### #’Random’ R code for simulating Raman spectra

Multivariate statistical methods are commonly used by researchers who study fossils with spectroscopy. Moreover, these methods are often performed with the free software language ‘R’. However, it can sometimes be a real challenge to assemble R code for a new stats method you are not overly familiar with. How do you know if your R code is working properly? Actually, the answer is pretty simple – just analyse a dataset that has a known outcome. For example, if the method is supposed to distinguish spectra into groups, then work with a dataset that contains different groups of spectra. Simple, right?

Well, it’s often the case that a good dataset is not easily available for simply testing code. My solution? Simulated data. The following lines of R code simulate two groups of Raman spectra that vary slightly within each group, and vary substantially between each group. This code will let you test a whole range of multivariate methods.

Code for generating two ‘random’ sets of Raman spectra (feel free to use, adapt and modify – attribution would be nice but is not necessary).

##Code Starts Here##

wavenumber=200:3500

nspectra=20

set.seed(2)

baseline_1=runif(length(wavenumber),min=0,max=0.1)

group_1_peaks=sample(wavenumber[10:(length(wavenumber)-10)],10)

dataset_1=matrix(0,ncol=nspectra,nrow=length(wavenumber))

for(i in 1:ncol(dataset_1)){

for(j in 1:length(group_1_peaks)){

width=round(runif(1,min=1,max=10),digits=0)

peak_position=dnorm((group_1_peaks[j]-width):(group_1_peaks[j]+width),mean=group_1_peaks[j],sd=width)

peak_intensity=peak_position*round(runif(1,min=1,max=100),digits=0)

baseline_1[(group_1_peaks[j]-width):(group_1_peaks[j]+width)]=peak_intensity

}

dataset_1[,i]=baseline_1

}

set.seed(20)

baseline_2=runif(length(wavenumber),min=0,max=0.1)

group_2_peaks=sample(wavenumber[10:(length(wavenumber)-10)],10)

peak_intensity_means_2=runif(length(group_2_peaks),min=10,max=100)

dataset_2=matrix(0,ncol=nspectra,nrow=length(wavenumber))

for(i in 1:ncol(dataset_2)){

for(j in 1:length(group_2_peaks)){

width=round(runif(1,min=1,max=10),digits=0)

peak_position=dnorm((group_2_peaks[j]-width):(group_2_peaks[j]+width),mean=group_2_peaks[j],sd=width)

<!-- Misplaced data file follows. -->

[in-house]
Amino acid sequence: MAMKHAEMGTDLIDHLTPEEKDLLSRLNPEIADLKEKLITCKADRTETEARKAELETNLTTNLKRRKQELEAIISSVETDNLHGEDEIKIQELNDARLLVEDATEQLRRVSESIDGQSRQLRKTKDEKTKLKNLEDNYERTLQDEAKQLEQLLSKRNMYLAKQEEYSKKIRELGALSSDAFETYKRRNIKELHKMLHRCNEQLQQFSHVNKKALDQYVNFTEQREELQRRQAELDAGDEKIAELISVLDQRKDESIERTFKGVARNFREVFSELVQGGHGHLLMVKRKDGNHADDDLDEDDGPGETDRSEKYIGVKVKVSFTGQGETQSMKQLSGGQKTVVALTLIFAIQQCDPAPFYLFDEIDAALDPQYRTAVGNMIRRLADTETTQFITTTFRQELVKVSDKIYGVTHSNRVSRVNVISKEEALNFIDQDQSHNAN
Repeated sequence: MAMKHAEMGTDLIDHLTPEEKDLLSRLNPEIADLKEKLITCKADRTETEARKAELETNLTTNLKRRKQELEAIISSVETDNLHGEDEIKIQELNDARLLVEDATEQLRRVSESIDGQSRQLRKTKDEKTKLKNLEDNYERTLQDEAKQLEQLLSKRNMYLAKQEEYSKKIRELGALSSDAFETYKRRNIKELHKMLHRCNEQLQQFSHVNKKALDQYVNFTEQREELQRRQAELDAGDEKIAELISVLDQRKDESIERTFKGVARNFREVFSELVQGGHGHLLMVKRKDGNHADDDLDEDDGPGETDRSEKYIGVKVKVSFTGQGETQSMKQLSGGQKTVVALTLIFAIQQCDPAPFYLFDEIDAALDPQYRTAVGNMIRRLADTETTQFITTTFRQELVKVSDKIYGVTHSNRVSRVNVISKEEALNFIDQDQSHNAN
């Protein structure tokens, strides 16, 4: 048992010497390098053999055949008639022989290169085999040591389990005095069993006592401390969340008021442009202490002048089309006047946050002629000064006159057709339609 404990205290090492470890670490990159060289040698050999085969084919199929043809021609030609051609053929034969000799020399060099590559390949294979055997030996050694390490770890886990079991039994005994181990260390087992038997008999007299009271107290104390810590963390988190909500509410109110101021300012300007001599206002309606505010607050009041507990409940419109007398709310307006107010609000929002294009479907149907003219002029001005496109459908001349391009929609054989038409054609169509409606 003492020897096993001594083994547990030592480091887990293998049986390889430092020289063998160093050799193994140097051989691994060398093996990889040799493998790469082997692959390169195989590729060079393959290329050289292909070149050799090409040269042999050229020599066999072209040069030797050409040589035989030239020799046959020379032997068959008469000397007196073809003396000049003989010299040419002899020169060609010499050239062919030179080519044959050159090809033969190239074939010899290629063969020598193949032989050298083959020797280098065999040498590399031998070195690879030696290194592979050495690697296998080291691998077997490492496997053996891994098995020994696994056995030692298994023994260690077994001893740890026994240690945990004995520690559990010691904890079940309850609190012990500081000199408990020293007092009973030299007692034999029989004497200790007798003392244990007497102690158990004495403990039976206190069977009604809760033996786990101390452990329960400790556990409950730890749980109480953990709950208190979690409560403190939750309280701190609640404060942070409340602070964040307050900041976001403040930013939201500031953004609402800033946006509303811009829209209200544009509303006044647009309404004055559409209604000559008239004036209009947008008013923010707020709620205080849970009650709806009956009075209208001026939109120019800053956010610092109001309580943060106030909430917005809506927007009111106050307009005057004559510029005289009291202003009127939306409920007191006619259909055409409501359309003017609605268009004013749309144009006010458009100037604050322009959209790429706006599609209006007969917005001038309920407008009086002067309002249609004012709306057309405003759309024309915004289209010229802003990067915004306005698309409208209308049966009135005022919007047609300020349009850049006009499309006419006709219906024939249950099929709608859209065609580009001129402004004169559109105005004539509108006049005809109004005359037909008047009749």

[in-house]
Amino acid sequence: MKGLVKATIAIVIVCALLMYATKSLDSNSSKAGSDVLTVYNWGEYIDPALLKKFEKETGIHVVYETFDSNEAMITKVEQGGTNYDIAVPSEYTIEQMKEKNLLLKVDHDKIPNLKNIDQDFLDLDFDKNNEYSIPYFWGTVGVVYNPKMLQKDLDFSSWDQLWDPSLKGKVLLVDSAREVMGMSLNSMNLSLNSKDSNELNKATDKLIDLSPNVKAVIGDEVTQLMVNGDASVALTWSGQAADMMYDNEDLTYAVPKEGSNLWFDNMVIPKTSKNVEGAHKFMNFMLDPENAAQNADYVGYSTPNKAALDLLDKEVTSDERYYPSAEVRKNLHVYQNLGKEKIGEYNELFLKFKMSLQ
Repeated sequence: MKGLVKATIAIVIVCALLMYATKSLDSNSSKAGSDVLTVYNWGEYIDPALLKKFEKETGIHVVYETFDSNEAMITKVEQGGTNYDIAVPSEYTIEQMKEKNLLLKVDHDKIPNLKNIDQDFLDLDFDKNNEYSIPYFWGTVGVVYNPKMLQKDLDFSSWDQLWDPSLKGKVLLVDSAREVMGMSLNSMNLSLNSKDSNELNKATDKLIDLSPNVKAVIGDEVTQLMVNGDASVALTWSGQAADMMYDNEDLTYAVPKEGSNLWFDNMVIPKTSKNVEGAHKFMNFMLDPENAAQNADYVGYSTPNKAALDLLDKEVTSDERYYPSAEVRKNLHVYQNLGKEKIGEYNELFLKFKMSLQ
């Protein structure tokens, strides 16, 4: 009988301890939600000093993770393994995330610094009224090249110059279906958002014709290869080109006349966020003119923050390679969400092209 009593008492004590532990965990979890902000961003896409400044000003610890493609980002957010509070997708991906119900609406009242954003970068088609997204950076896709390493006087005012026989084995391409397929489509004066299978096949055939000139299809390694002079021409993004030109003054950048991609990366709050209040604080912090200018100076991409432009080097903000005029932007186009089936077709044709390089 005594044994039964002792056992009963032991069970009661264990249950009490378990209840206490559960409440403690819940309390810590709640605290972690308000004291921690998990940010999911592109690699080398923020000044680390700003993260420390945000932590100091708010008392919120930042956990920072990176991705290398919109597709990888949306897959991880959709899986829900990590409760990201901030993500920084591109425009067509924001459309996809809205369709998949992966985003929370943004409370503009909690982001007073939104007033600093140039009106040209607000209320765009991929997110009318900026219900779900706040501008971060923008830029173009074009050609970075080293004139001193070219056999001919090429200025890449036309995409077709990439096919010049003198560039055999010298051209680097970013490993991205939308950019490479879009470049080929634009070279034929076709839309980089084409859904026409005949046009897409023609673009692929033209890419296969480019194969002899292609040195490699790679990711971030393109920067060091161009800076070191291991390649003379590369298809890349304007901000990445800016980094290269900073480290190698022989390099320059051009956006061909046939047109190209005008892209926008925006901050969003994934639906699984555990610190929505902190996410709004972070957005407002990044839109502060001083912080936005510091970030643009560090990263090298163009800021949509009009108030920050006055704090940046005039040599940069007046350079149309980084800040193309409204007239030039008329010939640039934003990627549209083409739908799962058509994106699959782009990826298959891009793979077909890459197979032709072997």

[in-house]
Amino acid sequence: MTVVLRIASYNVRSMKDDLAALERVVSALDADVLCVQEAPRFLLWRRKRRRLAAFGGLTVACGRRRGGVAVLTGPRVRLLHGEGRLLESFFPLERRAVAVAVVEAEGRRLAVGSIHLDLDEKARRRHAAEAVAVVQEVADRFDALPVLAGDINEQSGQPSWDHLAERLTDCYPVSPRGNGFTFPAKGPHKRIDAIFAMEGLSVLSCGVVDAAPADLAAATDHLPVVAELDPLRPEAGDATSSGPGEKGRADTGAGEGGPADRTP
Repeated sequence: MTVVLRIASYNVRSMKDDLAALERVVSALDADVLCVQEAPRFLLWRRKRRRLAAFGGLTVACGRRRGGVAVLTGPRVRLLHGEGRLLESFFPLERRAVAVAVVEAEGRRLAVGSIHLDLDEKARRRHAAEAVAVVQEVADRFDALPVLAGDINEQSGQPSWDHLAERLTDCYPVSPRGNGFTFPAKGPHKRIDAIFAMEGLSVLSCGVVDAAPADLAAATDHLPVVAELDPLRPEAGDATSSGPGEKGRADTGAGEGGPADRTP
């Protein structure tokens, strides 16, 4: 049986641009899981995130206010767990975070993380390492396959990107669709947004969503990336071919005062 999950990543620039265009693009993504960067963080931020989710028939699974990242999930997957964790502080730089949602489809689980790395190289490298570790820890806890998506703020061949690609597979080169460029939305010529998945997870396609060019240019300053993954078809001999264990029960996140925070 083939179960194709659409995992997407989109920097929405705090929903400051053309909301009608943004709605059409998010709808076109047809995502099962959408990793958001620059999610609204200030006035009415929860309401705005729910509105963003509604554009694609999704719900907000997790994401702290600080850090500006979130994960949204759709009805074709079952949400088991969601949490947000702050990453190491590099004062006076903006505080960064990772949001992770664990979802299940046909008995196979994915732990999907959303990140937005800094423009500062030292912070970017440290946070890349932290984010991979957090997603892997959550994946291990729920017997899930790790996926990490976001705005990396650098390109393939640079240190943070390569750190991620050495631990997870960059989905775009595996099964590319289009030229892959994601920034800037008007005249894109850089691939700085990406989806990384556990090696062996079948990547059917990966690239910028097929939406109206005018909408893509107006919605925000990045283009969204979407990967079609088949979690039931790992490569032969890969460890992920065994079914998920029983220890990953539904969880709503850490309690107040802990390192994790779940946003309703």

peak_intensity=peak_position*(peak_intensity_means_2[j]*runif(1,min=0.5,max=2))

baseline_2[(group_2_peaks[j]-width):(group_2_peaks[j]+width)]=peak_intensity

}

dataset_2[,i]=baseline_2

}

##Code Ends Here##

The following principal component analyses is a good example of how these simulated spectra might be used. The following code calls on two libraries (signal, baseline), so be aware that you will need to install the signal and baseline packages to run it. This code first runs through a set of preprocessing steps before the principal component analysis. The citation for this code is: Thomas D B, Chinsamy A, 2011. Chemometric analysis of EDXRF measurements from fossil bone. *X-ray Spectrometry* 40: 441-445

##Code Starts Here##

library (signal)

library(baseline)

combined.data=cbind(dataset_1,dataset_2)

combined.baseline=matrix(0,ncol=length(combined.data[,1]),nrow=length(combined.data[1,]))

combined.bc=c()

combined.data=t(combined.data)

for (n in 1:(length(combined.data[,1]))) {

combined.bc=baseline(combined.data[n,, drop=FALSE],lambda=1,hwi=20, it=30, int=800, method=’fillPeaks’)

combined.baseline[n,]=combined.bc@corrected[1:length(combined.bc@corrected)]

}

combined.data=combined.baseline

combined.data=t(combined.data)

combined.min=matrix(rep(apply(combined.data,2,min),length(combined.data[,1])),ncol=length(combined.data[1,]),byrow=T)

combined.max=matrix(rep(apply(combined.data,2,max),length(combined.data[,1])),ncol=length(combined.data[1,]),byrow=T)

combined.minmax=(combined.data-combined.min)/(combined.max-combined.min)

combined.mc=matrix(rep(colMeans(t(combined.minmax)),length(combined.minmax[1,])),ncol=length(combined.minmax[1,]))

combined.minmax.mc=combined.minmax-combined.mc

combined.minmax.mc=t(combined.minmax.mc)

combined.pc=prcomp(combined.minmax.mc)

combined.loadings=combined.pc$rotation

combined.scores=combined.pc$x

eigenval=combined.pc$sdev^2

explained=round(eigenval/sum(eigenval) * 100, digits = 1)

PCx=1

PCy=2

combined.scores.PCx=combined.scores[,PCx]

combined.scores.PCy=combined.scores[,PCy]

combined.loadings.PCx=combined.loadings[,PCx]

combined.loadings.PCy=combined.loadings[,PCy]

layout(matrix(c(1,1,2,1,1,3),nrow=3,ncol=2))

plot(combined.scores.PCx,combined.scores.PCy,font=5, ann=FALSE,col=c(rep(“red”,(nspectra)),rep(“blue”,(nspectra))))

title(xlab=paste(“Principal component “, PCx, ” (“,explained[PCx],”%)”,sep=””))

title(ylab=paste(“Principal component “, PCy, ” (“,explained[PCy],”%)”,sep=””))

plot(wavenumber,combined.loadings.PCx,type=”l”,xlab=”wavenumber (1/cm)”,ylab=paste(“Principal component”, PCx))

plot(wavenumber,combined.loadings.PCy,type=”l”,xlab=”wavenumber (1/cm)”,ylab=paste(“Principal component”, PCy))

##Code Ends Here##

Cool beans. We can clearly recover two groupings of PC scores along PC1. Here the two groups (red, blue) correspond to the two simulated Raman spectral datasets.